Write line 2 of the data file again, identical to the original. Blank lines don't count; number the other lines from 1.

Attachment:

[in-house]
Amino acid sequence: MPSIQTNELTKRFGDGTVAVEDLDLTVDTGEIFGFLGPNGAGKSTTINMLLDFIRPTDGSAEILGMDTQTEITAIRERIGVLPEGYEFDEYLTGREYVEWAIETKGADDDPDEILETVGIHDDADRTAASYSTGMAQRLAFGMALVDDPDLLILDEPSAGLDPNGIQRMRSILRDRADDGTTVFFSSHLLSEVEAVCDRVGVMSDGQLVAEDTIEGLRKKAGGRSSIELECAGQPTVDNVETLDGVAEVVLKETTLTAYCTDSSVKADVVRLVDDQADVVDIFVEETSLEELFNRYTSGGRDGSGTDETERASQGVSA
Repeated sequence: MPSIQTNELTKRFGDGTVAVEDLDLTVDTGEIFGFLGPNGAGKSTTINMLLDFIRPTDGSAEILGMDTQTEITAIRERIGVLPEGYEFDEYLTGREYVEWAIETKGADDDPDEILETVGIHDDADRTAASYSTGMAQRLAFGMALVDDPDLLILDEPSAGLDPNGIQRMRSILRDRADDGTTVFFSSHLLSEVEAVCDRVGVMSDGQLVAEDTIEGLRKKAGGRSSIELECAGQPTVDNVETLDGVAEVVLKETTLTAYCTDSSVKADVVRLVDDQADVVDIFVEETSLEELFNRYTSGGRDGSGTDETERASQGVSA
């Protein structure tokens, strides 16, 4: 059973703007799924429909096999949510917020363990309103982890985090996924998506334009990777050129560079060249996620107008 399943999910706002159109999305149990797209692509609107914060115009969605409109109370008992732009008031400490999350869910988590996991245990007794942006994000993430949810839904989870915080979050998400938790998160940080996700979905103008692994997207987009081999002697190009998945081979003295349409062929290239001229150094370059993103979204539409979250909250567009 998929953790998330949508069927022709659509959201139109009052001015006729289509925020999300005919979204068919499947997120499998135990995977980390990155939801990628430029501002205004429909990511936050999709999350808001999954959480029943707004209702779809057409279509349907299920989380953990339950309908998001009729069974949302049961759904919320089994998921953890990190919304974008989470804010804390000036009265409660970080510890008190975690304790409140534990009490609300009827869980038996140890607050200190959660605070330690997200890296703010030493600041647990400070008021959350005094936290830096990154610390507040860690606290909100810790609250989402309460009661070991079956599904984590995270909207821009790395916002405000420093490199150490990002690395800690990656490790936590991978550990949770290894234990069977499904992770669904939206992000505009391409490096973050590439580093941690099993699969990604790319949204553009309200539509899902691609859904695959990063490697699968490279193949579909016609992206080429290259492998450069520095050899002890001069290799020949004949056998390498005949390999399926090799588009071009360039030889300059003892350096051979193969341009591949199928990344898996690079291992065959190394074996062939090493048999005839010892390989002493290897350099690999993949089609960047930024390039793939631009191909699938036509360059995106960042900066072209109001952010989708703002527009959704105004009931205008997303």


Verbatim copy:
Amino acid sequence: MPSIQTNELTKRFGDGTVAVEDLDLTVDTGEIFGFLGPNGAGKSTTINMLLDFIRPTDGSAEILGMDTQTEITAIRERIGVLPEGYEFDEYLTGREYVEWAIETKGADDDPDEILETVGIHDDADRTAASYSTGMAQRLAFGMALVDDPDLLILDEPSAGLDPNGIQRMRSILRDRADDGTTVFFSSHLLSEVEAVCDRVGVMSDGQLVAEDTIEGLRKKAGGRSSIELECAGQPTVDNVETLDGVAEVVLKETTLTAYCTDSSVKADVVRLVDDQADVVDIFVEETSLEELFNRYTSGGRDGSGTDETERASQGVSA